You ever have one of those days where you rush through each thing, feel each frustration and little joy, wear yourself out and wear yourself thin, and then at the end of it, you hear the steady bzzzz, bzzzz, bzzzz, bzzzz, bzzzz of the alarm that wakes you up, and you wake up and realize everything that just happened was a dream and that now you actually do have to wake up and rush through each thing, feel each frustration and little joy, etc. ad infinitum?
And as you shake your weary head from the doubling echo effect of dream world intruding on real world and real world intruding on dream world you spot the inconsistencies between the two. You don’t actually live in that house any longer. You drive a different car. You have a different job.
You separate out the parts that don’t actually fit in real world and set them to the side. Maybe to discard, maybe to inspect, but mostly to get them out of the way, because you have to stumble into the bathroom and pee. You have to wake up all the way and make the kids breakfast. Make lunches to pack for school bags. Get to a meeting. Work your shift.
And this fuzzy, out of focus grasp on reality has to straighten out just so you can get the next part done.
I had one of those last night.
And I set apart the things that did not fit.
When I was picking out a t-shirt to wear, one of the parts stood up in my brain and insistently waved at me. “Why don’t I fit?” it said to me. “I am reasonable.”
I picked up that part with tweezers and set it to the side and told it “not now, Dream-Truth. I don’t have time for you. You don’t belong in the Real World, that’s all. You’re not part of things. Now hush up while I get stuff done.”
It shuffled and sat down.
It was mumbling to itself while I got the kids dressed. A red shirt for P, a blue shirt for Pie. Jeans because the weather is still somewhere between wet Spring and ferocious Summer here in Georgia.
I ignored it.
It was fuming while I was whisking eggs, and pouring some milk. P’s not going to eat the eggs, I’ll offer him some hummus after coming back from dropping Pie off. I could feel the Dream-Truth “AHEM” in the background.
I dropped Pie off at school and got back in the car with P. The Dream-Truth said simply, “but…” when I slid the key into place.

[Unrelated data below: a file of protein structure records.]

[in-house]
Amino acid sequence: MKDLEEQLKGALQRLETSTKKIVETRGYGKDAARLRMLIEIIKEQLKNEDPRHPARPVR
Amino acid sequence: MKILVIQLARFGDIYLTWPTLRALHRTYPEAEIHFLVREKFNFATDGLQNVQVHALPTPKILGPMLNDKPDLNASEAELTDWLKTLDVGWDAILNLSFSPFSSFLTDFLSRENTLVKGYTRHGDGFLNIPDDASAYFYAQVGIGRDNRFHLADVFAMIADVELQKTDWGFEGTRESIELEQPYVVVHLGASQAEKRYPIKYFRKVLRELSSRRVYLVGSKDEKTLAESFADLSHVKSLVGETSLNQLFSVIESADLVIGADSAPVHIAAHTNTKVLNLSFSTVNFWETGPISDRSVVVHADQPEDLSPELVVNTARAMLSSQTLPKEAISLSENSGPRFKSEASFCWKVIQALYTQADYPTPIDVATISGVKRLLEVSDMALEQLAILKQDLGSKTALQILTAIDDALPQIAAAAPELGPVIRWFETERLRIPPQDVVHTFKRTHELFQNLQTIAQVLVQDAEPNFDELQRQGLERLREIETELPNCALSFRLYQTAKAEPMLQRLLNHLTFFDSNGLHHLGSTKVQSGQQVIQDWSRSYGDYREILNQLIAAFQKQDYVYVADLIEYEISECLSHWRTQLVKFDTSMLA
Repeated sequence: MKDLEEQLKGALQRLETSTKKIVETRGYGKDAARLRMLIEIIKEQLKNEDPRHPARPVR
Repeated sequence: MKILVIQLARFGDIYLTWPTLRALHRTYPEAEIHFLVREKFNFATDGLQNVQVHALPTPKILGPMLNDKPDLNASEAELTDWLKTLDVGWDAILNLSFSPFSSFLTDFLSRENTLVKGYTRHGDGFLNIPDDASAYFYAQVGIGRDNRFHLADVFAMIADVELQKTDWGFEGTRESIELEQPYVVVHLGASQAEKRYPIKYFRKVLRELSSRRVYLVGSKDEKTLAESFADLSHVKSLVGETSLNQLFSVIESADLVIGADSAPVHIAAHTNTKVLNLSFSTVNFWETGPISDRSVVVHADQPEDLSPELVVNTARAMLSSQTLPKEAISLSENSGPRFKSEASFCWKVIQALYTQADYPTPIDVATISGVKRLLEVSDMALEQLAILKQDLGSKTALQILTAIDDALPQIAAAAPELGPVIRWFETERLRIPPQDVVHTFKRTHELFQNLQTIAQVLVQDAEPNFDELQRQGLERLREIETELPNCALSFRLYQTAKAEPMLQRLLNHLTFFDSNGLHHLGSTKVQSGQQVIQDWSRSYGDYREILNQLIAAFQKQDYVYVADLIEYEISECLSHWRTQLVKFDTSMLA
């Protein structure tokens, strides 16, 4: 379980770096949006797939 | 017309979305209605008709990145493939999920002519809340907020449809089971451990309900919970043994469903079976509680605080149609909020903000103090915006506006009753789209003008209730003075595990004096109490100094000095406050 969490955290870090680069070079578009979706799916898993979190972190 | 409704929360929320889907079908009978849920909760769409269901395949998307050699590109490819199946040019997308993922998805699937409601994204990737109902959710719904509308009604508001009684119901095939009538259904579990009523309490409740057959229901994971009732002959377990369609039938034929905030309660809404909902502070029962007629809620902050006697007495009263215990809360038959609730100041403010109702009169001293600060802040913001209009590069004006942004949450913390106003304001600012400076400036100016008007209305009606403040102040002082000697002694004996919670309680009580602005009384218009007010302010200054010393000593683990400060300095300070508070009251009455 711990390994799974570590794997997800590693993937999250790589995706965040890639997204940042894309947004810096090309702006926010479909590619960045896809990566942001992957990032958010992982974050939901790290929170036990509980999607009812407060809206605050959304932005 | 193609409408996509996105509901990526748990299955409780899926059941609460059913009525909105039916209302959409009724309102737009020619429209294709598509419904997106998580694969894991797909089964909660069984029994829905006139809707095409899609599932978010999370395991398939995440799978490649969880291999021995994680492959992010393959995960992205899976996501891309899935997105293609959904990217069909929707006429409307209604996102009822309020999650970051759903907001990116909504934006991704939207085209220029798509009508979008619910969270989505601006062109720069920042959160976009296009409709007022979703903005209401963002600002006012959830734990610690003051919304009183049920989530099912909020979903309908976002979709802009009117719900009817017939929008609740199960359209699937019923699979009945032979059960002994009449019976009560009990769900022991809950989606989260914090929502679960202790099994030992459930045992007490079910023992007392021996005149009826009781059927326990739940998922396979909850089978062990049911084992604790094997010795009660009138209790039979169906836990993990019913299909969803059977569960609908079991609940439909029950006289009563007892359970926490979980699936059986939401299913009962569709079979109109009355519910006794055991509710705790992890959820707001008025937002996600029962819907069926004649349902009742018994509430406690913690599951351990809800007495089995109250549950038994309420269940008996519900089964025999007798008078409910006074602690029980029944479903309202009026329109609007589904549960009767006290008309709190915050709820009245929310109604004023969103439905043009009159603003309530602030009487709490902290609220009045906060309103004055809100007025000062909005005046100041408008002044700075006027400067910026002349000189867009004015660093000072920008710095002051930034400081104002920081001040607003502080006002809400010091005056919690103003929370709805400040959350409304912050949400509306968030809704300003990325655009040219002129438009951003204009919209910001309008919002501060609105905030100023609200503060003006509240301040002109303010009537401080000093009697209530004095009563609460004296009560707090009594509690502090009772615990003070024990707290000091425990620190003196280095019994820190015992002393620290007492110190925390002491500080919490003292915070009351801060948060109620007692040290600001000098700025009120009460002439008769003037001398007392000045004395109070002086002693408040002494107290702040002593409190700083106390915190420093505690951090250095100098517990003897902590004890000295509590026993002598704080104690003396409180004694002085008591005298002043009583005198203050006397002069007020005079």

Finally I stopped. “What, Dream-Truth? What do you need to say?”
“Why am I not true?” It looked at me plaintively. Images from the dream flashed across my inner eye.
In my dream, mental illness was treated as the physiological condition it was. It was included on insurance forms. People talked about how they were feeling and what they were doing for their mental fitness much as they now talk about their physical fitness.
We understood that people have depressions or manias the same way that people have any other sick period.
We took care of each other. Dropped off a casserole when someone was feeling blue. Took a friend out to dinner when they were feeling lonely.
When someone felt overwhelmed, we saw their mental exhaustion the same way we saw physical exhaustion. We made accommodations for it the way we do for physical strength. We understood that chronic or permanent mental health conditions were not reflections on the human worthiness of a person, but instead, a notation on who they are.
We did not separate out neurology from physiology, in short.
And I closed my eyes.
“I’m sorry, Dream-Truth. It’s true. You’re true. It’s just… it’s not the way it is out here. You’ll have to slip away for now. Come back again another day. I hope to meet you in the real world. You are beautiful. Thank you. I’m sorry.”
The Dream-Truth sat there for a minute. Still radiating it’s out of focus grasp on reality just a little as it’s fingers loosened. “Yeah. But,” it said wistfully, “you can share me, can’t you? Maybe if more people had this dream I could arrive faster?”
“Yeah. Yes. Totally. I will. I promise.”